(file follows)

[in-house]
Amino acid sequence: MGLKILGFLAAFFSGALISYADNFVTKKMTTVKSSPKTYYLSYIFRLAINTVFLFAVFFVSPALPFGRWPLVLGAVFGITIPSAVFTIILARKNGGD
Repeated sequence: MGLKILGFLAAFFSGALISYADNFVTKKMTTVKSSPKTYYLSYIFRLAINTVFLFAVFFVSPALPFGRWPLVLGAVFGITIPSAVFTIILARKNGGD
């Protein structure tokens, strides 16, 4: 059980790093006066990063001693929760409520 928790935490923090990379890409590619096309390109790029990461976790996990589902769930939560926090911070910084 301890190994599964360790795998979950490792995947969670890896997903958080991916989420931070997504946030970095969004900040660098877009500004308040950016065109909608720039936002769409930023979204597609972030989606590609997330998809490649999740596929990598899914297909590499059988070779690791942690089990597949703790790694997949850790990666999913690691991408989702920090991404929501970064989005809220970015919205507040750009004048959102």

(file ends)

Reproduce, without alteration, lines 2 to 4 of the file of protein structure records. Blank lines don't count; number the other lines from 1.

Amino acid sequence: MGLKILGFLAAFFSGALISYADNFVTKKMTTVKSSPKTYYLSYIFRLAINTVFLFAVFFVSPALPFGRWPLVLGAVFGITIPSAVFTIILARKNGGD
Repeated sequence: MGLKILGFLAAFFSGALISYADNFVTKKMTTVKSSPKTYYLSYIFRLAINTVFLFAVFFVSPALPFGRWPLVLGAVFGITIPSAVFTIILARKNGGD
């Protein structure tokens, strides 16, 4: 059980790093006066990063001693929760409520 928790935490923090990379890409590619096309390109790029990461976790996990589902769930939560926090911070910084 301890190994599964360790795998979950490792995947969670890896997903958080991916989420931070997504946030970095969004900040660098877009500004308040950016065109909608720039936002769409930023979204597609972030989606590609997330998809490649999740596929990598899914297909590499059988070779690791942690089990597949703790790694997949850790990666999913690691991408989702920090991404929501970064989005809220970015919205507040750009004048959102």